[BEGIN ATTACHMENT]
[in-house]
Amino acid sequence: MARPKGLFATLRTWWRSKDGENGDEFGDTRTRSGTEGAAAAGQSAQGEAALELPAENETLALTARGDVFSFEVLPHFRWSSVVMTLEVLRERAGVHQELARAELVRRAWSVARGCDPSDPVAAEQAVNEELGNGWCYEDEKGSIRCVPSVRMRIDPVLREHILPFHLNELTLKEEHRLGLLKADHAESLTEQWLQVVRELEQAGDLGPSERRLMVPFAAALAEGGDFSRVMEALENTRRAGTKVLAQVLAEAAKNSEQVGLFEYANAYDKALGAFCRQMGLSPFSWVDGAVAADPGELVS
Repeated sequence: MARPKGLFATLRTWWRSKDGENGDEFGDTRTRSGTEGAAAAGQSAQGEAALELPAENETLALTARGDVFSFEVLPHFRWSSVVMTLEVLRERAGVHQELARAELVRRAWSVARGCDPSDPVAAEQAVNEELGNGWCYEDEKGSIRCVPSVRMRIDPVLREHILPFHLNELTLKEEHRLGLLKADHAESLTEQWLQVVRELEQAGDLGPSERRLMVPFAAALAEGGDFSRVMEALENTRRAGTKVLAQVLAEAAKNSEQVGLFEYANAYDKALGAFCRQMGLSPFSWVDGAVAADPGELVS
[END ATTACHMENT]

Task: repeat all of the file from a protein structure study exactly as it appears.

[in-house]
Amino acid sequence: MARPKGLFATLRTWWRSKDGENGDEFGDTRTRSGTEGAAAAGQSAQGEAALELPAENETLALTARGDVFSFEVLPHFRWSSVVMTLEVLRERAGVHQELARAELVRRAWSVARGCDPSDPVAAEQAVNEELGNGWCYEDEKGSIRCVPSVRMRIDPVLREHILPFHLNELTLKEEHRLGLLKADHAESLTEQWLQVVRELEQAGDLGPSERRLMVPFAAALAEGGDFSRVMEALENTRRAGTKVLAQVLAEAAKNSEQVGLFEYANAYDKALGAFCRQMGLSPFSWVDGAVAADPGELVS
Repeated sequence: MARPKGLFATLRTWWRSKDGENGDEFGDTRTRSGTEGAAAAGQSAQGEAALELPAENETLALTARGDVFSFEVLPHFRWSSVVMTLEVLRERAGVHQELARAELVRRAWSVARGCDPSDPVAAEQAVNEELGNGWCYEDEKGSIRCVPSVRMRIDPVLREHILPFHLNELTLKEEHRLGLLKADHAESLTEQWLQVVRELEQAGDLGPSERRLMVPFAAALAEGGDFSRVMEALENTRRAGTKVLAQVLAEAAKNSEQVGLFEYANAYDKALGAFCRQMGLSPFSWVDGAVAADPGELVS